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Jakarta Post

Gabion replaces controversial bamboo art installation at Bundaran HI

  • News Desk

    The Jakarta Post

Jakarta   /   Thu, August 22, 2019   /   05:00 pm
Gabion replaces controversial bamboo art installation at Bundaran HI The gabion installation at the Bundaran HI traffic circle in Central Jakarta on Aug. 21, on the site of the controversial Getah Getih bamboo art installation that was criticized by many as too costly and short-lived. ( Lova)

A gabion installation has replaced the controversial Getih Getah bamboo sculpture near the Bundaran HI traffic circle in Central Jakarta.

The installation is made of river rocks inside three steel cages. Bougainville flowers, Sansevieria trifasciata, locally popular as mother-in-law’s tongue, and lollipop plants have been planted around the installation.

Jakarta Forestry Agency head Suzi Marsitawati said on Wednesday that the installation contained three pillars that represented the earth, water and air.

“The gabion installation is to [symbolize] the harmony of the environment, and all around it we have also planted anti-pollutant plants,” Suzi said, reported.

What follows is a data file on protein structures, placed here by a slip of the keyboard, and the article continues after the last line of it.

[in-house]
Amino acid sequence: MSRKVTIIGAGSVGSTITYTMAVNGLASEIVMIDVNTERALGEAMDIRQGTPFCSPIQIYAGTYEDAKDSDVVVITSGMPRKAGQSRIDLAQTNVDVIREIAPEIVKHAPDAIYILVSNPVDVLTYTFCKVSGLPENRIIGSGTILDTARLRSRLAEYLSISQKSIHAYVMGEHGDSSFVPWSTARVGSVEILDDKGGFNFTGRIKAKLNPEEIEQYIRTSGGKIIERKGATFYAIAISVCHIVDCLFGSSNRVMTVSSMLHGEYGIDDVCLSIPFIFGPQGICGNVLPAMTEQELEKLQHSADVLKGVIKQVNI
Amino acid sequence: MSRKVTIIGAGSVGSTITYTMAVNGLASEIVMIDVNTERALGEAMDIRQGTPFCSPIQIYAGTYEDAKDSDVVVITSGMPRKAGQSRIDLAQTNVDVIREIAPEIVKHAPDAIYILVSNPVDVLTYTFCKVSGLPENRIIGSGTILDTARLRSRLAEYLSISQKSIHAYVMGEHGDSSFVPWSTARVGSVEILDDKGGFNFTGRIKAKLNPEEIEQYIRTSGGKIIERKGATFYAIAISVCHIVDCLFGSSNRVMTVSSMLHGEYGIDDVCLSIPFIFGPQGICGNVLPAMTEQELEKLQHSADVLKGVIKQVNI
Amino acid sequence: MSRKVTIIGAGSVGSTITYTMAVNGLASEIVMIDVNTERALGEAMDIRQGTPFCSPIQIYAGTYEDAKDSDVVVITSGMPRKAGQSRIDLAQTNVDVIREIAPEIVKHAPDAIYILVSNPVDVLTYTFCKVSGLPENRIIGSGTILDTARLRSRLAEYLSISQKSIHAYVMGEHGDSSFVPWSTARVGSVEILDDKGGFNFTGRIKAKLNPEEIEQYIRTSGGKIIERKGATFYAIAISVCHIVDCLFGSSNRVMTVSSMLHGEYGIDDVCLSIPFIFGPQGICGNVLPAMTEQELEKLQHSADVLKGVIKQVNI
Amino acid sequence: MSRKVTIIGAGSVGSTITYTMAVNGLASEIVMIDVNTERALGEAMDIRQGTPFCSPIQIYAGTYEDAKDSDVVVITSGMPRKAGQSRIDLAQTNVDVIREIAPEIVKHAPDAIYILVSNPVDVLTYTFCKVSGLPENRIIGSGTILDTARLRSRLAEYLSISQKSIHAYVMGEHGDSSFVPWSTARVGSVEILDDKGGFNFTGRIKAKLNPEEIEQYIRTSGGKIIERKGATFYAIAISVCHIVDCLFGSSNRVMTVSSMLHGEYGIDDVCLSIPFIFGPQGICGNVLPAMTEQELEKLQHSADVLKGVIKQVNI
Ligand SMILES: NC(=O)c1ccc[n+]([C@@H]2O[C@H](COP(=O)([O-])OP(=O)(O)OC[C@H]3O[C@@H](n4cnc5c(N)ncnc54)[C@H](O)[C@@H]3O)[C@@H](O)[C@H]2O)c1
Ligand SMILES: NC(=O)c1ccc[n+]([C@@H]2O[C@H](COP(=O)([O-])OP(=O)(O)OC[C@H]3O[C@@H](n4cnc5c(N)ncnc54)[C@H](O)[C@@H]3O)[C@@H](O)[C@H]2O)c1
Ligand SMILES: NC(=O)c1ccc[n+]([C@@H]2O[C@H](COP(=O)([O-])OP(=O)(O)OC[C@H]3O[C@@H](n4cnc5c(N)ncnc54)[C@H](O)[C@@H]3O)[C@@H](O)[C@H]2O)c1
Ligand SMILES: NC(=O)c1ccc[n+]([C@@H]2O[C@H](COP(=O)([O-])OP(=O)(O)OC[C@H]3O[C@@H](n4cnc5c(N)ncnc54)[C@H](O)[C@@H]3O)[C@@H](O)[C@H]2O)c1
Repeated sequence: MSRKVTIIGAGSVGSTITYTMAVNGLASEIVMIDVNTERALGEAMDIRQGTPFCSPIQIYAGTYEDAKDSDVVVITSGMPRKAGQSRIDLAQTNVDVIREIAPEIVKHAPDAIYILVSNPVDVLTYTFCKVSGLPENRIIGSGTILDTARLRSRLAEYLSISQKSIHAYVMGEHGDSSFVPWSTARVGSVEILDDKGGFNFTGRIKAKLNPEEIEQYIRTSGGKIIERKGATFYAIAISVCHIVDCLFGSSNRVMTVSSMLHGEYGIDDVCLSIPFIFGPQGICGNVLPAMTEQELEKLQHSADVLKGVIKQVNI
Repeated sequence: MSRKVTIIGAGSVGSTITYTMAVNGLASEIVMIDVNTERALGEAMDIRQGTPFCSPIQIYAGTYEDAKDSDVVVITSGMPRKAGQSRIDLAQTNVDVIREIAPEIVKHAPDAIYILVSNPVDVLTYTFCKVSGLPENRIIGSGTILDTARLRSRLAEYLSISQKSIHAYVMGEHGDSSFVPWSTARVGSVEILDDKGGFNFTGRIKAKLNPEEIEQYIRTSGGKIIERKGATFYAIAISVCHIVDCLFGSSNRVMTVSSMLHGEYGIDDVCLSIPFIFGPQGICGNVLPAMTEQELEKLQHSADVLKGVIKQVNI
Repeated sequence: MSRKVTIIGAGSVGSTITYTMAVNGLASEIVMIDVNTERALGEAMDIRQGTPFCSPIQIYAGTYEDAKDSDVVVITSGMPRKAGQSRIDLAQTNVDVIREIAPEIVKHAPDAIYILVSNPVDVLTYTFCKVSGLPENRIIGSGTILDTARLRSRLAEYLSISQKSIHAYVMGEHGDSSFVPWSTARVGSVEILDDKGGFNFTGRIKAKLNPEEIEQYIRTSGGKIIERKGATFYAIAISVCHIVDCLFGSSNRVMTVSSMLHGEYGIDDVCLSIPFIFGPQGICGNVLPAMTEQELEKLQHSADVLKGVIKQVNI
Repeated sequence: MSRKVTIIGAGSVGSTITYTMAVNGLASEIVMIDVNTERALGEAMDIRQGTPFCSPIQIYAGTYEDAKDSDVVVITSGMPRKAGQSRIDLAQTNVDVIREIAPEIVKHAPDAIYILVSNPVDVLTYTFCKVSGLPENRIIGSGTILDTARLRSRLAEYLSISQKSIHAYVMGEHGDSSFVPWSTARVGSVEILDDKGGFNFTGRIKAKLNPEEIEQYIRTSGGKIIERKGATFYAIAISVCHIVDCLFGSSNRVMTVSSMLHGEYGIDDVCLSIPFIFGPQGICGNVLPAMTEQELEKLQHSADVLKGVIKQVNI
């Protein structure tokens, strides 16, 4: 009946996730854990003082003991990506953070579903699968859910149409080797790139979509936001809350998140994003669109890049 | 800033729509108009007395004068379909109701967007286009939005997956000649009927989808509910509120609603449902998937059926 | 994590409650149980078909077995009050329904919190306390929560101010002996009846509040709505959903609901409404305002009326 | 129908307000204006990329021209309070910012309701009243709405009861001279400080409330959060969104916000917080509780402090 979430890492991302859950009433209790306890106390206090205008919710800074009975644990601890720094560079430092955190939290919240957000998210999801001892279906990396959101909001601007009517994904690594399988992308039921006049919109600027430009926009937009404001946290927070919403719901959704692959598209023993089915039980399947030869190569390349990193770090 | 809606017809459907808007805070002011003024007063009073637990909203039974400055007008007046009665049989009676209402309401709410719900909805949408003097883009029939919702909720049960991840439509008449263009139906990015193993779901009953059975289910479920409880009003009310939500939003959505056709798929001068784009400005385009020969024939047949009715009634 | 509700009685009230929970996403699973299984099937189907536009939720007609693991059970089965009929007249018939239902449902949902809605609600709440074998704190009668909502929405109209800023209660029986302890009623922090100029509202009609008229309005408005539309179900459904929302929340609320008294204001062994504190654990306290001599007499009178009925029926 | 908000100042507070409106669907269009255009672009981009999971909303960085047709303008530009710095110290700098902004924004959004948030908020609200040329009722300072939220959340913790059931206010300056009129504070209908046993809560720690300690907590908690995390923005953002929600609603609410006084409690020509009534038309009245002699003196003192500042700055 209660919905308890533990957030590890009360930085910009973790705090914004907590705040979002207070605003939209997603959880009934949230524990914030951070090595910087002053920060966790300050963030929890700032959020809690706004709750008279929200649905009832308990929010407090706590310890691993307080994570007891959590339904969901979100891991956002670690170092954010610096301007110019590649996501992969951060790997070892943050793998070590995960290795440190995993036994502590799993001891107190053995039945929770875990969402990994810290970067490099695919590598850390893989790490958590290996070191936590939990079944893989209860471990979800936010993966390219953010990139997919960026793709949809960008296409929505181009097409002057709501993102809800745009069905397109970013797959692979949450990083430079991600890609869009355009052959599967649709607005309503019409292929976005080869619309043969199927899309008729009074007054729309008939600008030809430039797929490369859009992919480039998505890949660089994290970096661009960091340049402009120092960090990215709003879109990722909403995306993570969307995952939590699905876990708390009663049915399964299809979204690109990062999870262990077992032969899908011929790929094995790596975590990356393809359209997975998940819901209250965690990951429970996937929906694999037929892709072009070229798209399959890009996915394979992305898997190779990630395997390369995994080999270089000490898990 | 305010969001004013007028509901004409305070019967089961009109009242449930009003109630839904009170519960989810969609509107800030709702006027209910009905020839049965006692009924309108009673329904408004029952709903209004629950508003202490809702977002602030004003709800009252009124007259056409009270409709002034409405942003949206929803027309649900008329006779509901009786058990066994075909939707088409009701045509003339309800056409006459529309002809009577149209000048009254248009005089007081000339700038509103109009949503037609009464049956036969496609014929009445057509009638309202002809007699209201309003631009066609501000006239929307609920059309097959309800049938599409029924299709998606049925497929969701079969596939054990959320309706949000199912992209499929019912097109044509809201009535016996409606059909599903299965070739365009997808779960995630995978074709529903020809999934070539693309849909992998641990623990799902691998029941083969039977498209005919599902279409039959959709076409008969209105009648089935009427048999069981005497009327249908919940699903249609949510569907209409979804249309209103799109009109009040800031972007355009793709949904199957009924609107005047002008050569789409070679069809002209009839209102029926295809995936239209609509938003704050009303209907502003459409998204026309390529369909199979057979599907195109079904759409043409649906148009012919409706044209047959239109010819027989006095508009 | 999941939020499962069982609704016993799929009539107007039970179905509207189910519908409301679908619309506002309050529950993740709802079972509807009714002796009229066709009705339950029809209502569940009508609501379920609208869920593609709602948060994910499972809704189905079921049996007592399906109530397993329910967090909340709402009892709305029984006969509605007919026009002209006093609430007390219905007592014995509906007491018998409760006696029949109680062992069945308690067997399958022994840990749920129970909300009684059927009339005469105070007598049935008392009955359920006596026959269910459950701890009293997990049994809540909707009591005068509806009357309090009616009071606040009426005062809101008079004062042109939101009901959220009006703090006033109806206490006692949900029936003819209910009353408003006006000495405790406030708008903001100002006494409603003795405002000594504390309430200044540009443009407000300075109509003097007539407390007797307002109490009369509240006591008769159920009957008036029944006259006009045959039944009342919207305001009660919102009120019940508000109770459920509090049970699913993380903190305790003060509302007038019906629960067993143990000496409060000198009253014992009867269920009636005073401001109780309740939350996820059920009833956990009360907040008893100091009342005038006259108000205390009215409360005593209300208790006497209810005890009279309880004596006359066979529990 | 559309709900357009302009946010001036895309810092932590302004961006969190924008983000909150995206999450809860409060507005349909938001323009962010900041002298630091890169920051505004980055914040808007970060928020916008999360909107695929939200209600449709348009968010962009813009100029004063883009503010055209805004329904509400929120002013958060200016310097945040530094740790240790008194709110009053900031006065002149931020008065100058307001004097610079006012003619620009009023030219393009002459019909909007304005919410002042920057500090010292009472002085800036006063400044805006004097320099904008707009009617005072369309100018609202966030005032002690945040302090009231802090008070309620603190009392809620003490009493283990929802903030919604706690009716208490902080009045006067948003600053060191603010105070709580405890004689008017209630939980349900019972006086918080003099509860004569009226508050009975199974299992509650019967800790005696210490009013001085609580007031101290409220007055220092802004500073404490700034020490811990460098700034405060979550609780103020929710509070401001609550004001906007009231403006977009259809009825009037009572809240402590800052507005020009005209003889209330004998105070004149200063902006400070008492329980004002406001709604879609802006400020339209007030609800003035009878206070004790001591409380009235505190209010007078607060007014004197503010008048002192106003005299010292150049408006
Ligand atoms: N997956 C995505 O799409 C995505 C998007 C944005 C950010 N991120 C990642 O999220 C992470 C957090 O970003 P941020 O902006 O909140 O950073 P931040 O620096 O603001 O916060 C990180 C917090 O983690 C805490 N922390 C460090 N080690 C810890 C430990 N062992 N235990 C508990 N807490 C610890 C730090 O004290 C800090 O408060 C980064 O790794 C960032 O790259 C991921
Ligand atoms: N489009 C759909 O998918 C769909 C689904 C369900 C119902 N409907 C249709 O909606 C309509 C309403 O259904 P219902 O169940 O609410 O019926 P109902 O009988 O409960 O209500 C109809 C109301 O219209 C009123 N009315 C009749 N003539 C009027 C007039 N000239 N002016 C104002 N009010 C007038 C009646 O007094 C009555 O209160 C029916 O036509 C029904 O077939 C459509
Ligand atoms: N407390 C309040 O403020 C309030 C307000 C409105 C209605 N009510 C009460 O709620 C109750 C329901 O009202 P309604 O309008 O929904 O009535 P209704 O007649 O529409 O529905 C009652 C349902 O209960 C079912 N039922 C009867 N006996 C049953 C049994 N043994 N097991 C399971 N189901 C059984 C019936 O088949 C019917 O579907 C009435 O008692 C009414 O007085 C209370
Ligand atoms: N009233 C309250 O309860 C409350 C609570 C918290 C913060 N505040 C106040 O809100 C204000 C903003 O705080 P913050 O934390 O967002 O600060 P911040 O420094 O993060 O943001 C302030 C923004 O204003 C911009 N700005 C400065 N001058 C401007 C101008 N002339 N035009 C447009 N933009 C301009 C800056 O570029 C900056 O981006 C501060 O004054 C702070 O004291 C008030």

She said the installation cost about Rp 150 million (US$10,522), which came from the agency’s budget. The agency also designed and installed the gabion.

The installation was made from river rocks and steel wires to make it affordable, she added.

The gabion is expected to last for two years.

Previously, the site was occupied by the Getih Getah bamboo sculpture made by artist Joko Avianto at the request of Jakarta Governor Anies Baswedan.

The art installation made headlines and was criticized by some residents because of the Rp 550 million it cost to make and to install.

However, Anies said the budget for the installation came from a consortium of 10 city-owned companies.

He said that he wanted to install a sculpture made from Indonesia’s unique materials to welcome the 2018 Asian Games.

The bamboo artwork was made of 1,500 bamboos, 20 meters high and 13 meters wide and was dismantled last month because it had become too brittle. (ami)